4.) Extreme selfishness and narcissism. Another big key to relationship success is a mutual willingness to give and take, both in and out of the bedroom. Partners who are motivated to meet each other’s needs (something known as “sexual communal strength” or “sexual communion”) and who take turns doing this tend to be more satisfied with both their sex lives and relationships . So if you’re in a relationship where things are a one-way street—it’s all about your partner and never or rarely about you—that doesn’t bode well for the future. Of course, everyone can be a little selfish sometimes, so the red flag we’re talking about here refers to a persistent pattern of behavior. Related to this is narcissism, or having an overly inflated self-view. Narcissism is related to being selfish, but it’s also related to more manipulative behavior. People who have narcissistic partners tend to be less happy in their relationships .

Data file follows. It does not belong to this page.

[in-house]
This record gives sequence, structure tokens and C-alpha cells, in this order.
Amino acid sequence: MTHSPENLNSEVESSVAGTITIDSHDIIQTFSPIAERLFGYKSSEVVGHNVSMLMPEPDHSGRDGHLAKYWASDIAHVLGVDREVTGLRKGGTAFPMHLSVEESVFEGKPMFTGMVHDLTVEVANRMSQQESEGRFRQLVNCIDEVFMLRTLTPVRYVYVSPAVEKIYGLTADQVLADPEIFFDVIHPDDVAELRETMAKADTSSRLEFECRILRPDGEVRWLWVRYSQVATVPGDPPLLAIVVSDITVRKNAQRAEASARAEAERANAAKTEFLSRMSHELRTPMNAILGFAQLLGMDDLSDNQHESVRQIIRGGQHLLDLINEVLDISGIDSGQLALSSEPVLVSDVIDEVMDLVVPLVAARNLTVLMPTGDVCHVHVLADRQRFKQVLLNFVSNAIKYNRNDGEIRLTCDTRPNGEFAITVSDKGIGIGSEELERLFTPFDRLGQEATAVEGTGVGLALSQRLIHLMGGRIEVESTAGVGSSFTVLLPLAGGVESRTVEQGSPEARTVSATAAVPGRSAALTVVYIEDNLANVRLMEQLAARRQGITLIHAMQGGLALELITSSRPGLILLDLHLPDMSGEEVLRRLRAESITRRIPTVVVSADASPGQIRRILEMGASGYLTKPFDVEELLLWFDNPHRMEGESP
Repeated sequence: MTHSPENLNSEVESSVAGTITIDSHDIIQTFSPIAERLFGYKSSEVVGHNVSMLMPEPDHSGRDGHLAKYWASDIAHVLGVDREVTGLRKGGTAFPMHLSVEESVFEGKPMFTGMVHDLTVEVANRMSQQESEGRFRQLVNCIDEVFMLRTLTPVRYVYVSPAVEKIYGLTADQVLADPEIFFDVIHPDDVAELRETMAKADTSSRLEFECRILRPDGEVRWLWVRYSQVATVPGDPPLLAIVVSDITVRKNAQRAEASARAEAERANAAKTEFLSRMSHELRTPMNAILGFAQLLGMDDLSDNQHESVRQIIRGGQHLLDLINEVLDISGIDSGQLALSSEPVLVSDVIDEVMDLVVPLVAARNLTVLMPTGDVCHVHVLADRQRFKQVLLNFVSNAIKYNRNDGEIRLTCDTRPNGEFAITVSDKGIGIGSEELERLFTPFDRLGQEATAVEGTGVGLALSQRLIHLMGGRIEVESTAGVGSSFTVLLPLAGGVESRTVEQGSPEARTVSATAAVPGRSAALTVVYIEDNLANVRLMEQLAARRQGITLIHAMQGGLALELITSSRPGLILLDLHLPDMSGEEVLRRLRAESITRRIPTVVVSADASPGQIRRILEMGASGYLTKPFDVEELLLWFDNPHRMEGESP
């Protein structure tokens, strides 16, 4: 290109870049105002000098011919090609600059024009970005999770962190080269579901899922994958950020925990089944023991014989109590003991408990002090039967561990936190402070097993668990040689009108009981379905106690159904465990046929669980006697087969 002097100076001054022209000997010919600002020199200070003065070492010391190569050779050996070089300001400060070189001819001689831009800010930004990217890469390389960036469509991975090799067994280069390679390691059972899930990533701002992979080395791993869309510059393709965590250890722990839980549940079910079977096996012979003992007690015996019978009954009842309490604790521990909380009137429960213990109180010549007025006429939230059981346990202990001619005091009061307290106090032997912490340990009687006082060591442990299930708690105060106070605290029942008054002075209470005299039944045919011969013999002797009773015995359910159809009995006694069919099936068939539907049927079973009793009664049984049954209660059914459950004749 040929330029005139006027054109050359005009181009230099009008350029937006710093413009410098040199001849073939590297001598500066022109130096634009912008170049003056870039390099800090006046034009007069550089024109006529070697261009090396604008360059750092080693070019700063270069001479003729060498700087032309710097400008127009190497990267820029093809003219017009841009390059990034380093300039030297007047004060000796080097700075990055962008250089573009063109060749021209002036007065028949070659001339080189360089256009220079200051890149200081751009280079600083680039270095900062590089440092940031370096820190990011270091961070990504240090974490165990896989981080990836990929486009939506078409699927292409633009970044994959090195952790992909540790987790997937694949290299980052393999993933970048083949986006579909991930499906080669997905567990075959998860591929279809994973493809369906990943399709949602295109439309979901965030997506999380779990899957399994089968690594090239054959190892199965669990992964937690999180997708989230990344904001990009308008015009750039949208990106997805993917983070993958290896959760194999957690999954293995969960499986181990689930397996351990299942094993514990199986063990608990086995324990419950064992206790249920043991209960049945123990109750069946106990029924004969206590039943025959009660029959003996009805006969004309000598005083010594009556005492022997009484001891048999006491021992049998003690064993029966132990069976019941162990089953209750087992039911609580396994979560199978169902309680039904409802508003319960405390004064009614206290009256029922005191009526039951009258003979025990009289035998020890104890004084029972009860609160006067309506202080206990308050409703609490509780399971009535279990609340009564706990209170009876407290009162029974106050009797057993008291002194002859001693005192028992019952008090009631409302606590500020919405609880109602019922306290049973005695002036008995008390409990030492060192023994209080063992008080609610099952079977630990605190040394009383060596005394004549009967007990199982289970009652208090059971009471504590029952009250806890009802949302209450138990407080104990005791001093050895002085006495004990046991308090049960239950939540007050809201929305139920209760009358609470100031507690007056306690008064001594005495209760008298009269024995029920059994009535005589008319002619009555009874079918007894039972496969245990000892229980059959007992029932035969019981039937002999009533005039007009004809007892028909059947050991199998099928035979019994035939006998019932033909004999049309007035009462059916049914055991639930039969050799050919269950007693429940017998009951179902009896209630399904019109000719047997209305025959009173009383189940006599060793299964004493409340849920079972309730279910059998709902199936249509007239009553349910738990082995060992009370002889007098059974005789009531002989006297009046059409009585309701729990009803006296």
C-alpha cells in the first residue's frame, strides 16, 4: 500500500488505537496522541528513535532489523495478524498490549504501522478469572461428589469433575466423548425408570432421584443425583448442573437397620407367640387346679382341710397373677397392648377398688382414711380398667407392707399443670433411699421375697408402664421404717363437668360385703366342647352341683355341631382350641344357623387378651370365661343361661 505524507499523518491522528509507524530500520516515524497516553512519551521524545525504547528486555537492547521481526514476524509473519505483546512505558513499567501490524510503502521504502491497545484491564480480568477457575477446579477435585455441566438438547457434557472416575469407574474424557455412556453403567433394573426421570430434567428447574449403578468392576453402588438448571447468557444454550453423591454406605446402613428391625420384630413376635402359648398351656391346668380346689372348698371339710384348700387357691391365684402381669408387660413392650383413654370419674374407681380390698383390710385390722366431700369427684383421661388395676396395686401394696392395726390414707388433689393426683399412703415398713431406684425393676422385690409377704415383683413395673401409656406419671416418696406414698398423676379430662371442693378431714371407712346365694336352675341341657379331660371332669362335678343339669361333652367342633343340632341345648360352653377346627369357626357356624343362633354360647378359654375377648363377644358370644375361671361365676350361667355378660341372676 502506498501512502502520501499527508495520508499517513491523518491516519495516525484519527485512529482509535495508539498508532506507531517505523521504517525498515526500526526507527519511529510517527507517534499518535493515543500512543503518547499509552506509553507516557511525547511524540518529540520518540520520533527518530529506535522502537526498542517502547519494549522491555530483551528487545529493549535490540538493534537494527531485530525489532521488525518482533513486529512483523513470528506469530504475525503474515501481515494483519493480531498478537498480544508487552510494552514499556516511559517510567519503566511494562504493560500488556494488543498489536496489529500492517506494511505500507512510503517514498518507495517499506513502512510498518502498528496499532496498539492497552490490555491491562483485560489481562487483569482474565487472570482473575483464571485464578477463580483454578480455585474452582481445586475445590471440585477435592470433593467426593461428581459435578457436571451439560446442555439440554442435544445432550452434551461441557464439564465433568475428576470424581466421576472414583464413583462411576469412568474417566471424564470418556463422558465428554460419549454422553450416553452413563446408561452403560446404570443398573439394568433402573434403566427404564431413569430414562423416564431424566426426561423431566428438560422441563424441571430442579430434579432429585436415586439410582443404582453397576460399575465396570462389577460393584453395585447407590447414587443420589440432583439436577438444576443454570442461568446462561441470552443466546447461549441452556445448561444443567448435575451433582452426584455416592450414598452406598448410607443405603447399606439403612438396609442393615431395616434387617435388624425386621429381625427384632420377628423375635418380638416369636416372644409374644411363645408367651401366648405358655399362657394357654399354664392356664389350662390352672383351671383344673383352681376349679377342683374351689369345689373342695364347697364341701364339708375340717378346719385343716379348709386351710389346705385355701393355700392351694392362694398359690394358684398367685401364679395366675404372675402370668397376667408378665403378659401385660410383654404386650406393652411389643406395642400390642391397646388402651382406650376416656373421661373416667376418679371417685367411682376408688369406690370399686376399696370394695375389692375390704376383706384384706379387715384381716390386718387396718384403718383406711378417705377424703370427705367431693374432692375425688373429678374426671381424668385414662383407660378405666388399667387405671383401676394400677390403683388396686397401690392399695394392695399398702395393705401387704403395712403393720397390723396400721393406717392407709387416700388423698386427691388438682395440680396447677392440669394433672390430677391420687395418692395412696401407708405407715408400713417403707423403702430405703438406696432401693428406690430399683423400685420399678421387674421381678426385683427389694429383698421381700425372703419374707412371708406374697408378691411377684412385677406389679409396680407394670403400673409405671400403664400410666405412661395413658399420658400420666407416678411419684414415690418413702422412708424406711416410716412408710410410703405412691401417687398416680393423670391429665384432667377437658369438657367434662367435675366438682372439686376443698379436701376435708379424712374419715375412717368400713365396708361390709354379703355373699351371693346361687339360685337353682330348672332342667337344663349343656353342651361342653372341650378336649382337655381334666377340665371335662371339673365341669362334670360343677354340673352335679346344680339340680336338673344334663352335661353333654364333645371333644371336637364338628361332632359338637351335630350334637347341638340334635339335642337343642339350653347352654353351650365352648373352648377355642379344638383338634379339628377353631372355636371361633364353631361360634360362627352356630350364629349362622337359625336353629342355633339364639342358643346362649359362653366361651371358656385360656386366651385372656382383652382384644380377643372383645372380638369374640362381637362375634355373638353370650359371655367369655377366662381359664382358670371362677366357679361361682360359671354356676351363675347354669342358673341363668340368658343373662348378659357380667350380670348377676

5.) They make you feel bad more often than they make you feel good. One of the biggest questions to ask yourself is this: how does your partner make you feel? Do you typically feel happy, secure, and comfortable when you’re around them? Of course, every relationship has its own issues and conflicts will inevitably arise, so it’s normal to have some moments where you aren’t feeling great about yourself or about the relationship—but if you find yourself feeling bad more often than you’re feeling good, that’s a sign that it might not be the right relationship. It’s also worth noting that the ratio of positive to negative comments expressed during conflict situations is a key predictor of relationship success—specifically, couples who have 5 positive comments for every 1 negative comment are much more likely to survive. Having the right balance of positive to negative interactions is key during conflict situations, but also in the relationship more broadly.